Originally Posted: Jul 15, 2017
Last Updated: Jul 15, 2017
The few short months of time between high school graduation and your first day of college are no doubt filled with a myriad of emotions. If you’re like me, you may or may not be on a rollercoaster ride of thoughts and feelings, attempting to sort through the nerves that come with a new environment and an inexplicable desire for the first day of classes to just start already!
Whether you’re dying for the semester to start or just wish things would go a little slower, the reality is, there are still a lot of things to get done before move-in day. Some of these tasks are much more exciting than others. But overall, after getting some of them completed, not only will you start feeling more comfortable and excited about your first day of college, you will also feel much more prepared.
Get to know your peers
One thing to start doing before school starts in the fall is to get connected with incoming students. With so many social media platforms readily available, many colleges are taking advantage of these sites to create student outreach pages for incoming freshmen, which is a phenomenal way to start making new friends and connections. When I found out about my college’s page for incoming freshmen, as someone who is typically shy and likes to hang back unnoticed in the shadows, I was both thrilled and intimidated. The important thing to remember is that all these other students are just as nervous as you are, so this is a great time to step out of your comfort zone and reinvent yourself.
Instead of letting my shy side dominate, I decided to step out on a limb and reach out to some students who shared similar interests. Now I already have a few campus friends, and I haven’t even started school yet! If your college doesn’t have one of these pages, it is fairly easy to create one yourself and try to reach out and spread the word to as many incoming students as possible. Either way, you’re sure to start feeling more welcome to your new home.
Handle your academics
The next thing you need to do is to make sure all your academics are in order for the upcoming year. If you took any AP, CCP, or DE classes, you need to make sure all your college transcripts and test scores are sent in to your college. You may request your college transcripts by procuring a Request Form from either your guidance counselor or straight from the college campus itself. AP scores can be forwarded by writing in your college code on your test form, or if you didn’t fill that part of your testing sheet in, you can go to the AP Central website and request your scores from there. In conjunction with this, make sure your high school has forwarded your high school transcripts as well.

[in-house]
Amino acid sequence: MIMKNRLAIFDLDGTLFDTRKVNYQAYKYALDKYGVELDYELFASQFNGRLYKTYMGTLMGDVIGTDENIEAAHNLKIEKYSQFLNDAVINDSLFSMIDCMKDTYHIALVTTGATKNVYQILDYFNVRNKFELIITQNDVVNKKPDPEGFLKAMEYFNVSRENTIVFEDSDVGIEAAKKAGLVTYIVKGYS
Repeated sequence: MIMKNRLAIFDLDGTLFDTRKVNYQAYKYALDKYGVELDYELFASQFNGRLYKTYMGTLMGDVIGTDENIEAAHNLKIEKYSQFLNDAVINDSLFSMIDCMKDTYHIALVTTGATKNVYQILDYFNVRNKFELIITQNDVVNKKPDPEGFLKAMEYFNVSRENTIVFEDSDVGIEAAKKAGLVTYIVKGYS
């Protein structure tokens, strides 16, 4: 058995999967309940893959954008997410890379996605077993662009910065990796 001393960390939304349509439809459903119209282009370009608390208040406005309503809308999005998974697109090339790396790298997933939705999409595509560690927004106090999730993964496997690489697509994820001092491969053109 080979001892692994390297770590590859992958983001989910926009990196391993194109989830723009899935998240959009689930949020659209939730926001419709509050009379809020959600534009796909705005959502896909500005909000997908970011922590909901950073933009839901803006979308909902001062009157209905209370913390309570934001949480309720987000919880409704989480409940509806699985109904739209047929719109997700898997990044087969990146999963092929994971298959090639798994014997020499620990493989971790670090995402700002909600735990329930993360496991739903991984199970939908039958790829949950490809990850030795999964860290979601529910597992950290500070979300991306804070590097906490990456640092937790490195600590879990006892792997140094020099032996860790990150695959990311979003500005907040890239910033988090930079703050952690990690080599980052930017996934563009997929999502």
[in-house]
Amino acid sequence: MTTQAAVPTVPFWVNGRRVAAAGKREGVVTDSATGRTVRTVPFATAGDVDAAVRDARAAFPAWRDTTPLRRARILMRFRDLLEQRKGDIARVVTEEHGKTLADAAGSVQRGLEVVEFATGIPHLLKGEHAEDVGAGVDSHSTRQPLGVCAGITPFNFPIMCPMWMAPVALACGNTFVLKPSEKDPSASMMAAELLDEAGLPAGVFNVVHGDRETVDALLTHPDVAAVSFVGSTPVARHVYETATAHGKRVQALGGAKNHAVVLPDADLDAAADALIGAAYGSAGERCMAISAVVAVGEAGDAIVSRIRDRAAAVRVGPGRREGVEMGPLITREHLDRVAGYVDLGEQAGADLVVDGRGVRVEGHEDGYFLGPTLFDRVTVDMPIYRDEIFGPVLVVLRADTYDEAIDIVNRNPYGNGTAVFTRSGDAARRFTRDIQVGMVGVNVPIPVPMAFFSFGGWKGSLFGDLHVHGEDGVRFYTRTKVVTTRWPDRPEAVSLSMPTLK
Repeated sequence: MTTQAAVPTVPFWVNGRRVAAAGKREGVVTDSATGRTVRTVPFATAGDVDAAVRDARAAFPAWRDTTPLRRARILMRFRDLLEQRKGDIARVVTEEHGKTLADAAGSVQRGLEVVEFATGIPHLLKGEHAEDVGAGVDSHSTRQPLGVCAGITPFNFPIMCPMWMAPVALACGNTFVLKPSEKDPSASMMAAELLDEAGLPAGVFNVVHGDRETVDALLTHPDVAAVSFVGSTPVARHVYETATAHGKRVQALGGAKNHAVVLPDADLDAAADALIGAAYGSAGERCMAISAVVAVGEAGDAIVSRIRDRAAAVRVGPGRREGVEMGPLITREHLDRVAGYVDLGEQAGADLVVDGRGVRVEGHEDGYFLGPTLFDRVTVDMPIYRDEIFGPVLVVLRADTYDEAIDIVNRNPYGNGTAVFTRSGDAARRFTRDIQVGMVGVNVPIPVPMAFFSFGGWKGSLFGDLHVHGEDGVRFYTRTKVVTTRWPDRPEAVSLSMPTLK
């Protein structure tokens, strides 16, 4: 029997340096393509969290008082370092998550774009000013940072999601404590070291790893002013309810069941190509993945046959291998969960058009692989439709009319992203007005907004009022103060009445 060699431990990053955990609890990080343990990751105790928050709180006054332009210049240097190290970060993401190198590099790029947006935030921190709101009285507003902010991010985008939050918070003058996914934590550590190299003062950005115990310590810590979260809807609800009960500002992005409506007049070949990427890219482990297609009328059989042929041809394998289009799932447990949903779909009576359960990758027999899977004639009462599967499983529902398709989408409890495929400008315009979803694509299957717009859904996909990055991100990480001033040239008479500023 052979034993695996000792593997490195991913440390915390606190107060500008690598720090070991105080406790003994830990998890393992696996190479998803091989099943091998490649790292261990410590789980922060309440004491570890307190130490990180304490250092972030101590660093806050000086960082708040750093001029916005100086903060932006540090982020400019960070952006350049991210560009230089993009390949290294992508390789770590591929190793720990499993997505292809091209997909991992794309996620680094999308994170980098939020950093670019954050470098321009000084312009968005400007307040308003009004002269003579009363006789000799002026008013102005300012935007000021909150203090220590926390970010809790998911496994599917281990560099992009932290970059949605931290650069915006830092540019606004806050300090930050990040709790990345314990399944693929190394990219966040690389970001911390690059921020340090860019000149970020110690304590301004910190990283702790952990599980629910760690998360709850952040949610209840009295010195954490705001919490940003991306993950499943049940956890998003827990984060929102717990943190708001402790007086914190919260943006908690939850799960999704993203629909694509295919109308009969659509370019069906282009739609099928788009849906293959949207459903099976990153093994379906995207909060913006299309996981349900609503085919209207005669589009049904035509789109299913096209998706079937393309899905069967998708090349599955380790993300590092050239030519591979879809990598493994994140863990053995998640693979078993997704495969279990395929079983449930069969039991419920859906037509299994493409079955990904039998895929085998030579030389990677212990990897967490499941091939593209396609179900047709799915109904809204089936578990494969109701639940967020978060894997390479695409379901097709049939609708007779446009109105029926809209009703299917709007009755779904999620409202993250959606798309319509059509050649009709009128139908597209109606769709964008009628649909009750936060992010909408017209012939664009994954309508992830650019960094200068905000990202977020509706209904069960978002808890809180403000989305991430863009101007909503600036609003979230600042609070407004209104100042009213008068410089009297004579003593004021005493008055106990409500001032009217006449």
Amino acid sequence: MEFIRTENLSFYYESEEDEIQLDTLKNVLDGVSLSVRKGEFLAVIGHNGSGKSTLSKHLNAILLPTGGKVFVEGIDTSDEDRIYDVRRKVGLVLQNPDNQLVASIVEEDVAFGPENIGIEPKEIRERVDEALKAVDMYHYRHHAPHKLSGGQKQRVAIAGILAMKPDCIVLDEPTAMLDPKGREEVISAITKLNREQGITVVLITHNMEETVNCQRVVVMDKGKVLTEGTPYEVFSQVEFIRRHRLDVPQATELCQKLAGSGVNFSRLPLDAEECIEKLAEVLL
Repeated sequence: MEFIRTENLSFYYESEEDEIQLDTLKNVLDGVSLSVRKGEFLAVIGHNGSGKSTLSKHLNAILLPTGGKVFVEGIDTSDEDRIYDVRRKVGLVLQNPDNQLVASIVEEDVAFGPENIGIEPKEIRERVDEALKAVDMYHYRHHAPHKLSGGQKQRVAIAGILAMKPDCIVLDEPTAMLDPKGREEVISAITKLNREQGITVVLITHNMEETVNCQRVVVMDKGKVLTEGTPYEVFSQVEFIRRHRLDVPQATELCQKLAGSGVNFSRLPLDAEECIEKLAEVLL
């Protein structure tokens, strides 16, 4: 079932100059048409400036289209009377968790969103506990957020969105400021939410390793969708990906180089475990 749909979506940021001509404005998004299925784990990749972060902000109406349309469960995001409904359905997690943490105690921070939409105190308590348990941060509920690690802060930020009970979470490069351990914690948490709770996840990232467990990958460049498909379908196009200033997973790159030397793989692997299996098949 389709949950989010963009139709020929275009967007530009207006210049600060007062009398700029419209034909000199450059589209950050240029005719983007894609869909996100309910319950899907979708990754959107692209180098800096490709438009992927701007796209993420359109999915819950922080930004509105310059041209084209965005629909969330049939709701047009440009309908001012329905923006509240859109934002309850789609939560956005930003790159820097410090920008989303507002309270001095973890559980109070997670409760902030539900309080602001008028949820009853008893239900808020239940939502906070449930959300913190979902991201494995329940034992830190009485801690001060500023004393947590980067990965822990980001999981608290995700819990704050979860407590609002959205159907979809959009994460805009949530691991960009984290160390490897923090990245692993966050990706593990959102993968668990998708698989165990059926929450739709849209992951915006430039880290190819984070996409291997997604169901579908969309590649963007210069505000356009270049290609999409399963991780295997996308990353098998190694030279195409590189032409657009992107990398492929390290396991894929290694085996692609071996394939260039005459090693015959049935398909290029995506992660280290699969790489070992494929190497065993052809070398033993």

Also be aware of any placement exams you may need to take before the fall semester begins. This is very important to have completed so you can get placed into the best classes for your academic level. If you don’t get your placement exams taken care of, you will have trouble with scheduling and may even end up in some wonky or unnecessary classes—a waste of your time and money.
Maybe a smaller step in the pre-college prep process—but still just as exciting—is to schedule your orientation. Many colleges have several days available for orientation, so you can sign up for the day that works best for you. College orientation is a very exciting day, and even though you will hear a lot of repeat information that you probably already know, there will be new information to hear as well—not to mention the social aspect. While heading into orientation and not knowing anyone may seem intimidating, it’s a fantastic time to meet some of your new classmates and even make some fantastic new friends. My orientation was definitely a whirlwind of nerves and excitement, but in just that one day, I made some new friends that I can’t wait to spend college with. Also, be prepared, because once you have orientation, the excitement levels for college grow exponentially.
Plan, purchase, and pack
The last big step for college planning is to make a list of all the things you’ll need for college, and then go out and buy them! This is probably one of the most exciting parts of the pre-college experience, especially if you love to shop. Start putting a list together of all the things you will need to take with you and things that you’ll need to buy. If you need help figuring out what to bring, there a plenty of lists to help you get started that you can find on the Internet (including What to Pack for College: The Essential List). You can also turn to your college for references on packing; many colleges send out a list to help students get an idea of what to bring. When shopping for these items, you should look for deals and coupons online to help you save some additional money. Another thing that will help save money and time is to coordinate items with your roommate, particularly the more expensive objects like microwaves and televisions. Try a system where you and your roommate split things evenly. For example: you bring a mini fridge, he/she brings a microwave. This way the cost is split more evenly and effectively.
Getting ready to start college is an exciting time, but there are a lot of things to put into place before fall semester begins. Even though you may be as excited as I am for college to finally begin, take some time to enjoy your last summer before college and spend some much needed time with your friends and your family.